1. Born Confused
by Tanuja Desai Hidier
Oh my bloody guts, this is only one of the greatest books I have ever read. Seriously. It's hilarious, it's dramatic (and dramatical), it's full of witty wordplay, it's full of such vivid imagery that even the laziest reader in the world would be able to picture every detail so clearly they're basically watching a movie in their minds, and the protagonist just happens to be a photographer whose family doesn't understand her
It's positively littered (hee, positive litter) with quotable passages, one of which is: "Black was only a few steps from white, negative to photo. A song was only a notch off silence. A black hole was an inside-out star. Suitability -- two letters away from unsuitability. End a mere three letters from friend."
by Robin McKinley
With zero exaggeration, I can assure you that, if Harriet the Spy
had never been written, this
would be my favorite book of all time. Seriously.
Basically, Robin McKinley (please drop everything and read the book that put her on the map, Beauty: A Retelling of the Story of Beauty and the Beast
, unless you absolutely hate this fairy tale - you monster - because this is really just a novel-length retelling written by someone who casually claims it as her favorite fairy tale of all time) wrote a book about a baker who gets kidnapped by vampires. Saying any more than that would inevitably be somewhat spoileriffic, re: what makes the story so great, but I will tell you that it gave me this
mantra: "It is the strength of the element in you that makes you more able to resist - and simultaneously embrace - its opposite. You are not consumed by the darkness because you are full of light."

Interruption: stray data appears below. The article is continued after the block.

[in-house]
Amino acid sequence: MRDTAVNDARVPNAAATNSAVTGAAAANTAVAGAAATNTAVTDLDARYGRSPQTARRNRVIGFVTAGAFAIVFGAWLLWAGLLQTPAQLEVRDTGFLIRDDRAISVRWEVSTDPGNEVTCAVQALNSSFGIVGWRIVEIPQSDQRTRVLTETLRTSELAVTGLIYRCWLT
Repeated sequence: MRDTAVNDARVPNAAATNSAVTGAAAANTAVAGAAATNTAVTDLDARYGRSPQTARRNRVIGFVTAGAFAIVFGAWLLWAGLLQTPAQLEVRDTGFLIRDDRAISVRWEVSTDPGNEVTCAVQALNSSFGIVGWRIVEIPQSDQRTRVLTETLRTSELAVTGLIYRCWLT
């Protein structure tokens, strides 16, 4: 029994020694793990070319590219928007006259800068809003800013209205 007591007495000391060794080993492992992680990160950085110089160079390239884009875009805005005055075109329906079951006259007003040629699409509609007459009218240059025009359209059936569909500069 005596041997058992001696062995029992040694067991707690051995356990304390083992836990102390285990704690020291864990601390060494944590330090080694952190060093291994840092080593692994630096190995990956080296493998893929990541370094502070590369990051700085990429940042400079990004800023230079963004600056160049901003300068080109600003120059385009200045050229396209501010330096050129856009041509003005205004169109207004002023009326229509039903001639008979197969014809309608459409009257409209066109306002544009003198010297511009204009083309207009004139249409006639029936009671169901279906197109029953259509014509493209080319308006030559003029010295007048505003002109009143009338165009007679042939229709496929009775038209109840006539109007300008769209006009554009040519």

So, yeah, this book is kind of a big damn deal.
3. The Princess Diaries
by Meg Cabot
Despite (or because of) being set in New York City instead of San Francisco, this book is 157,000 times better than the movie. And that is saying something, because it would be one of my favorite live-action Disney movies ever even if it hadn't given us all the gift of Anne Hathaway. Which it did.
Anyway. How is it funnier than the movie? Let's see . . . Grandmere is a conniving bitch (think Emily Gilmore, but European fucking royalty
and not a witch
) who considers it "vulgar" to converse in English; Mia's dad is very much alive, and only tells her she's a princess after learning she is definitely his only heir, as he has just had a cancerous testicle removed, which grosses her out to no end, by the way; the Drs. Moscovitz (parents of Michael & Lilly), WHO DID NOT EVEN APPEAR IN THE MOVIE; Mia will not shut up about the hotness that is Michael's body; Mia's mom (who, by the way, is an insanely successful artist who can afford to live in a quite spacious loft even though she regularly does things like, for example, throw away bills if Mia doesn't remind her to pay them first) starts dating her Algebra teacher, and Algebra is Mia's very worst subject, which might just make her flunk the first semester of ninth grade . . . need I go on?
by Laurie Halse Anderson
How do I even begin to describe this book, y'all? Well, let's focus on the main character for like one second: Lia is an anorexic girl (with a history of cutting) whose best friend, Cassie, has recently committed suicide. They hadn't spoken in months, but Cassie called her thirty-something times that night and reminded her of a bet they had made when they were younger to see who could be the skinniest girl in the whole school. In her words, Lia won.